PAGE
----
In the late 1990s, a settlement called Whiteley, straddling the boundaries of Fareham Borough and the City of Winchester, was developed to the north of Junction 9 of the M27 motorway. The new development is predominantly residential, however it also features the extensive Solent Business Park.
An urban renewal initiative began in 1999, renovating the town centre and historic buildings to include a new entertainment and shopping complex. It featured a major iron sculpture park. The park was installed in 2001 to celebrate the work of influential Lancastrian iron pioneer, Henry Cort, who lived in neighbouring Gosport but who had an iron rolling mill in Funtley (or Fontley), on the outskirts of Fareham. There is also a school named after Henry Cort, the Henry Cort Community College.
Sport and leisure
Fareham is well served by the major road and rail networks. The M27 motorway passes around the northern edge of Fareham, and is the main traffic artery into and out of the area. It provides easy access to both Portsmouth and Southampton, and from there to London via the M3 and A3(M).
The A27 was the original route along the south coast before the building of the M27, and runs from Brighton to Southampton, passing through the centre of Fareham. The A32 passes through Fareham at the Quay Street roundabout, known locally as a notorious bottleneck, on its way from Gosport to Wickham, and then through the picturesque Meon Valley to Alton.
Bus transport in the town is provided by First Hampshire & Dorset, which runs nearly all bus routes in the area. Services run as far as Winchester. The main bus station is adjacent to the Market Quay development, and replaced an older station that was demolished in the late 1980s.
Places of interest
A new development, named Welborne, is scheduled to be built on fields, north of the M27 Motorway.
The project, which has been less than well received by local groups and residents alike, has a start date of 2016, and shall contain no fewer than 6,500 homes, but is projected to contain some local amenities, such as workplaces and various public services, including 3 new Primary Schools and a new Secondary School.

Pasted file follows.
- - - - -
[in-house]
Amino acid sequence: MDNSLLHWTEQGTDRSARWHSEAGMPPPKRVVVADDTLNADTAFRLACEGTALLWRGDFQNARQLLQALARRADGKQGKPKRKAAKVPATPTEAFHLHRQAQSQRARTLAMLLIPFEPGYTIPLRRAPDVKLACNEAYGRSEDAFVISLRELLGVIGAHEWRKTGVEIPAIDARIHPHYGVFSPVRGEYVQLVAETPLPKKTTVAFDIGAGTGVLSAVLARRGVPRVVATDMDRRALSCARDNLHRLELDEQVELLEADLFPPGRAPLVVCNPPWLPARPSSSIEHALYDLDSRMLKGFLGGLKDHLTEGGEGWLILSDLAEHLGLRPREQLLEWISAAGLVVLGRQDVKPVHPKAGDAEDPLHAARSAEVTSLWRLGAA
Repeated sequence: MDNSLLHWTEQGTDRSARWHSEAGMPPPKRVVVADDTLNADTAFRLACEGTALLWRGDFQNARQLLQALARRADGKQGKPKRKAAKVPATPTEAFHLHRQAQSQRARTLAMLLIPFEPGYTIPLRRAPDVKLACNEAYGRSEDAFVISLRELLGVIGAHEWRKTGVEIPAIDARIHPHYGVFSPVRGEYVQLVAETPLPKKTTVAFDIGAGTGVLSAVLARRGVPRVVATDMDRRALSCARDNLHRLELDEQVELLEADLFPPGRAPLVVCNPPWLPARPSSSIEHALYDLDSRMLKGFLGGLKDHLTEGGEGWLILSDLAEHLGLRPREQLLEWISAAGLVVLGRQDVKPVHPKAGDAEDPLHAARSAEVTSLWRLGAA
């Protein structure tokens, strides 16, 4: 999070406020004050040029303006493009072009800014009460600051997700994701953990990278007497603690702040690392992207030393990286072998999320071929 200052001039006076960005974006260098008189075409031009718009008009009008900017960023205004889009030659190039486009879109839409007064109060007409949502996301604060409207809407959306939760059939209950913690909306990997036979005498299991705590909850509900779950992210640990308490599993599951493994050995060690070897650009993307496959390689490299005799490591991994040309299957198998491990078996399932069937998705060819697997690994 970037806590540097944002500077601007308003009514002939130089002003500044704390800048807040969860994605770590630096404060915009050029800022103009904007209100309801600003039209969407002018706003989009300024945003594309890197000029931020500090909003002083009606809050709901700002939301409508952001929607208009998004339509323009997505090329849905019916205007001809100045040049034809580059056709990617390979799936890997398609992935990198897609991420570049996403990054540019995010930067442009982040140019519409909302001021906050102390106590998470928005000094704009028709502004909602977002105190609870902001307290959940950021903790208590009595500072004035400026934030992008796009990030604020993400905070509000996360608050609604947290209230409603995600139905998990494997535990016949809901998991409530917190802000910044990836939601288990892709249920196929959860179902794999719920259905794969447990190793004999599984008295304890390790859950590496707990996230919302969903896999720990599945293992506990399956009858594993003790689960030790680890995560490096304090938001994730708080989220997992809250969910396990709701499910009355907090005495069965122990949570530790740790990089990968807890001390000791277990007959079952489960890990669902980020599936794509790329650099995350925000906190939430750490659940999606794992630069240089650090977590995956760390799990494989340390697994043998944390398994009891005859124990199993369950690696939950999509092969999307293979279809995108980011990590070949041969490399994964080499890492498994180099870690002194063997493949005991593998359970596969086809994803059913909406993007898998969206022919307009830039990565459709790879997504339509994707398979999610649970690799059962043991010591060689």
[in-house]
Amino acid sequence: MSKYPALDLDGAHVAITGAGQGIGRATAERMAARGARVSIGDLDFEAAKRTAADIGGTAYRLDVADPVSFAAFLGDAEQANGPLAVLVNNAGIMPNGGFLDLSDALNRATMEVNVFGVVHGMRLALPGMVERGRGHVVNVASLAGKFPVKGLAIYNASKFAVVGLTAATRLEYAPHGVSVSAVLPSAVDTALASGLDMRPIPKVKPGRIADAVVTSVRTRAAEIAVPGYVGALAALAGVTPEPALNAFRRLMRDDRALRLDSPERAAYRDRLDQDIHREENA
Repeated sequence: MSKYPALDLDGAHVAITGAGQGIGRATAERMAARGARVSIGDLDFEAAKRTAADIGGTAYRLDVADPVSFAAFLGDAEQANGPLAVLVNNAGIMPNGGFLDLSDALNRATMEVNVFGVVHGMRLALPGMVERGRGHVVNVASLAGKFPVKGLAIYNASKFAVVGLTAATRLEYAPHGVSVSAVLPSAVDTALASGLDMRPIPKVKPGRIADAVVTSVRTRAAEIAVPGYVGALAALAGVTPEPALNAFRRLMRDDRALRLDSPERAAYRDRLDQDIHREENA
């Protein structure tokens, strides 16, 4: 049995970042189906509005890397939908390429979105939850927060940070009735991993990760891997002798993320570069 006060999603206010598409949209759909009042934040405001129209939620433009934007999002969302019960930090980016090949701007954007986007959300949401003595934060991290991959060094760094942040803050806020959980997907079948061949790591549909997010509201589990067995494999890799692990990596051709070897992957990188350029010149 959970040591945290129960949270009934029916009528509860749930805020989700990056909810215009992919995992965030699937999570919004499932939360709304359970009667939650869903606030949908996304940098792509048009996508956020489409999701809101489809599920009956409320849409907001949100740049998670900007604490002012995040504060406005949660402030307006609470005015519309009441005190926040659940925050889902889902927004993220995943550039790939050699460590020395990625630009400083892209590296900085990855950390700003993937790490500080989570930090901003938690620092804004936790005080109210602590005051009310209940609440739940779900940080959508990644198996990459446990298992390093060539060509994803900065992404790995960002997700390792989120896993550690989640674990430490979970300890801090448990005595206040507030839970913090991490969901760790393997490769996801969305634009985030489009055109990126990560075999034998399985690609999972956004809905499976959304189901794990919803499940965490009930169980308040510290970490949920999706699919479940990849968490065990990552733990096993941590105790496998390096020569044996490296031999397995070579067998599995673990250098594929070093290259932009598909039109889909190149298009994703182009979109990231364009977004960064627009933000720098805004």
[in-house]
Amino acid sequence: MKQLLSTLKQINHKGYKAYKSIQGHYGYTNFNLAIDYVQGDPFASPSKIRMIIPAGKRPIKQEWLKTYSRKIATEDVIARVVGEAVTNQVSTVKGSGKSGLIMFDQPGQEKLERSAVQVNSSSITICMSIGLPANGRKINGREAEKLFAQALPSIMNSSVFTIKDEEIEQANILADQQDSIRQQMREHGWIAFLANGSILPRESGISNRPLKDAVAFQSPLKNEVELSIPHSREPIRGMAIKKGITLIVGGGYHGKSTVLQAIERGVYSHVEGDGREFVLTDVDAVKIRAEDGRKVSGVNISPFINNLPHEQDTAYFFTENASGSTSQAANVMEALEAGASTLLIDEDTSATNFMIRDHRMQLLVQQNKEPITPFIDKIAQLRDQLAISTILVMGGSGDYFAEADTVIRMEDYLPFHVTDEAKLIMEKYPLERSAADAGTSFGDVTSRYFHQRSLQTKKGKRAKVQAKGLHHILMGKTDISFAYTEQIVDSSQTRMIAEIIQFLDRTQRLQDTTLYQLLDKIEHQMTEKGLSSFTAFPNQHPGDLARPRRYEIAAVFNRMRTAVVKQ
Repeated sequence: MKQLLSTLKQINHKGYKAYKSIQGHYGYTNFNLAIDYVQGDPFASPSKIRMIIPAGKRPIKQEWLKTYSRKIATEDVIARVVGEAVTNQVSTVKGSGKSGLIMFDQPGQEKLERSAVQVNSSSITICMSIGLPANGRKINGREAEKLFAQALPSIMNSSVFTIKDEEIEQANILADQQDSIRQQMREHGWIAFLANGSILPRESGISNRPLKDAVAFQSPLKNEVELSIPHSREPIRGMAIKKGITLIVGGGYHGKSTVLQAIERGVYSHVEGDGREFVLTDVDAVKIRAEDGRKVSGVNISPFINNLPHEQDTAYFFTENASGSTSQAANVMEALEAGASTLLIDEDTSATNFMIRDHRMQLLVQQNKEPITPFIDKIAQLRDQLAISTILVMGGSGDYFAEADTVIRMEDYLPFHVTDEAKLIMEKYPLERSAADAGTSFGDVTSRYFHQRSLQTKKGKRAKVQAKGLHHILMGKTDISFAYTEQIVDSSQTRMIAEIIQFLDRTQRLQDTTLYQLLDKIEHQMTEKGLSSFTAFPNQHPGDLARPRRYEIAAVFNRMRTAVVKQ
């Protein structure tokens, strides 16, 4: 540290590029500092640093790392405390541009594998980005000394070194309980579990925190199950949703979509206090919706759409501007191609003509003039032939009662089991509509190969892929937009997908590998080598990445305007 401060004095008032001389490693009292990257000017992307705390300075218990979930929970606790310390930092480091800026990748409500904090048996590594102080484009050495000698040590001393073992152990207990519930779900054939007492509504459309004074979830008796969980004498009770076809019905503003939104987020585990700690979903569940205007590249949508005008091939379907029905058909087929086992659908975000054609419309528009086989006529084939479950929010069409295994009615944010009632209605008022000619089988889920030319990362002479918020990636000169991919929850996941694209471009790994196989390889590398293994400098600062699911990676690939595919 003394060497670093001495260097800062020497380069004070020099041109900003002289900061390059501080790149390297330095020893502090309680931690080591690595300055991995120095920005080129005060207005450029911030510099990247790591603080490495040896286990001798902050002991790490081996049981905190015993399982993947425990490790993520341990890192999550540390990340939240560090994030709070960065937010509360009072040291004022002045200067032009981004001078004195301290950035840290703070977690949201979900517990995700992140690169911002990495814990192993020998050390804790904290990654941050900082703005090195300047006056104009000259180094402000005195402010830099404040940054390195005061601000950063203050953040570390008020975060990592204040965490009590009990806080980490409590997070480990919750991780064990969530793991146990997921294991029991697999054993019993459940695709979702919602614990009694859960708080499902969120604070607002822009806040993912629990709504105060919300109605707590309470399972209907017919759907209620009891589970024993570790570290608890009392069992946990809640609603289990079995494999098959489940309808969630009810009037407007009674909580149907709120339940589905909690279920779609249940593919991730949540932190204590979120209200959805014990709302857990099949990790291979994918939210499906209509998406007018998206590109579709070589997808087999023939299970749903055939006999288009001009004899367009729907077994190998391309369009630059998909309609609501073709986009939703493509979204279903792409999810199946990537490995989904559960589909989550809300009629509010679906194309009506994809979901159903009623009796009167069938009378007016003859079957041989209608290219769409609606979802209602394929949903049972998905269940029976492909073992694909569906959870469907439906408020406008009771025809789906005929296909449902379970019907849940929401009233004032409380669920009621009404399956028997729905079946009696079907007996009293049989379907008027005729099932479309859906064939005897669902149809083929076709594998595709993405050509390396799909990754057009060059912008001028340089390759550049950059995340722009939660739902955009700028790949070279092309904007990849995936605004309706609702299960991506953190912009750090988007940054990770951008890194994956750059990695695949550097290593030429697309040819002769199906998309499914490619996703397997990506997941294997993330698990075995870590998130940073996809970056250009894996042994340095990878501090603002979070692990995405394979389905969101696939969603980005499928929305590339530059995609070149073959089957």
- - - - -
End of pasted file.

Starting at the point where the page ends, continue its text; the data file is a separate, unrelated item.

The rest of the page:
The development will also make use of the existing Motorway Junction, Junction 10, to upgrade to enable full-access movements off the road to the development, also a new Railway Halt, along the Eastleigh to Fareham Line, has been factored in to enable sustainability.
The project is scheduled to finish in 2041.
There are 30 primary and junior schools, 2 secondary schools (Cams Hill School, Henry Court), 4 community schools, 4 independent schools, and 4 special schools within the borough .
- William Randal Cremer, born in Fareham
- Robert Goddard, author
- Sir John Goss, composer (and organist at St Paul's Cathedral for 34 years)
- Adam Smith, Entrepreneur, public speaker and mentor.
- Tom Oliver, actor, most famous for playing "Lou Carpenter" in the Australian soap opera Neighbours, grew up in Fareham.
-  Sept 2001 Portsmouth News article concerning the Norman Invasion, as reported by the Fareham Meon Rotary Club - "....and Fareham Creek was the landing site for 1,000 men whose mission it was to capture the ancient Saxon capital of Winchester."
- http://www.fareham.gov.uk/town/activities/fernehamhall/ fareham.gov.uk
- Council website
- "Schools within the Fareham borough". Fareham Borough Council. Retrieved 25 November 2011.
- "British towns twinned with French towns [via WaybackMachine.com]". Archant Community Media Ltd. Retrieved 2013-07-12.
- Nobel Prize: William Randal Cremer
- Lamb, Rachel (2001-02-01). "From Fareham to Ramsay Street". Hampshire, United Kingdom: thisishampshire.net. Archived from the original on 2007-10-11. Retrieved 2010-07-19. "Actor Tom Oliver is known to millions of viewers as wheeler-dealer Lou Carpenter in Aussie soap, Neighbours. Although the 62-year-old actor has made his name in a show produced in the Antipodes, he was born in London and grew up in Fareham, Hampshire."
|Wikivoyage has a travel guide for Fareham.|